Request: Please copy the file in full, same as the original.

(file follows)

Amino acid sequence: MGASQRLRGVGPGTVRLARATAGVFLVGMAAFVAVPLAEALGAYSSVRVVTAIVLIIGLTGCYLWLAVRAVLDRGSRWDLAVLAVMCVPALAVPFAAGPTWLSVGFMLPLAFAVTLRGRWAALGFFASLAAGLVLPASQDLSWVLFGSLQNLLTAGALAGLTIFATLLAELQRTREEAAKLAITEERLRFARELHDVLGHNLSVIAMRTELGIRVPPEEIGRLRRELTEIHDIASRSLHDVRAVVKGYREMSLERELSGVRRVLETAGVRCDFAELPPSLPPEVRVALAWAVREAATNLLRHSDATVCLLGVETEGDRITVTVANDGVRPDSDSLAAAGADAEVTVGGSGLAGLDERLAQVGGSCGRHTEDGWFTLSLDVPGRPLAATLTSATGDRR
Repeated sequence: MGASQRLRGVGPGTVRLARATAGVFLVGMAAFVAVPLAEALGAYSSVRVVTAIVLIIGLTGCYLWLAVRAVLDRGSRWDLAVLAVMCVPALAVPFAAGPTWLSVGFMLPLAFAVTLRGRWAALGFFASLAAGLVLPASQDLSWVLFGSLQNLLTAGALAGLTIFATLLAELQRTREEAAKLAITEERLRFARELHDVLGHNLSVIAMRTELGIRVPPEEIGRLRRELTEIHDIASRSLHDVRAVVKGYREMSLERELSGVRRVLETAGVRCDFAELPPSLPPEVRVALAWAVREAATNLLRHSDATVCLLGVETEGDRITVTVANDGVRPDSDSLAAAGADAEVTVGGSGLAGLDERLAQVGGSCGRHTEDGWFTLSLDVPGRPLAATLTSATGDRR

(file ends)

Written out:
Amino acid sequence: MGASQRLRGVGPGTVRLARATAGVFLVGMAAFVAVPLAEALGAYSSVRVVTAIVLIIGLTGCYLWLAVRAVLDRGSRWDLAVLAVMCVPALAVPFAAGPTWLSVGFMLPLAFAVTLRGRWAALGFFASLAAGLVLPASQDLSWVLFGSLQNLLTAGALAGLTIFATLLAELQRTREEAAKLAITEERLRFARELHDVLGHNLSVIAMRTELGIRVPPEEIGRLRRELTEIHDIASRSLHDVRAVVKGYREMSLERELSGVRRVLETAGVRCDFAELPPSLPPEVRVALAWAVREAATNLLRHSDATVCLLGVETEGDRITVTVANDGVRPDSDSLAAAGADAEVTVGGSGLAGLDERLAQVGGSCGRHTEDGWFTLSLDVPGRPLAATLTSATGDRR
Repeated sequence: MGASQRLRGVGPGTVRLARATAGVFLVGMAAFVAVPLAEALGAYSSVRVVTAIVLIIGLTGCYLWLAVRAVLDRGSRWDLAVLAVMCVPALAVPFAAGPTWLSVGFMLPLAFAVTLRGRWAALGFFASLAAGLVLPASQDLSWVLFGSLQNLLTAGALAGLTIFATLLAELQRTREEAAKLAITEERLRFARELHDVLGHNLSVIAMRTELGIRVPPEEIGRLRRELTEIHDIASRSLHDVRAVVKGYREMSLERELSGVRRVLETAGVRCDFAELPPSLPPEVRVALAWAVREAATNLLRHSDATVCLLGVETEGDRITVTVANDGVRPDSDSLAAAGADAEVTVGGSGLAGLDERLAQVGGSCGRHTEDGWFTLSLDVPGRPLAATLTSATGDRR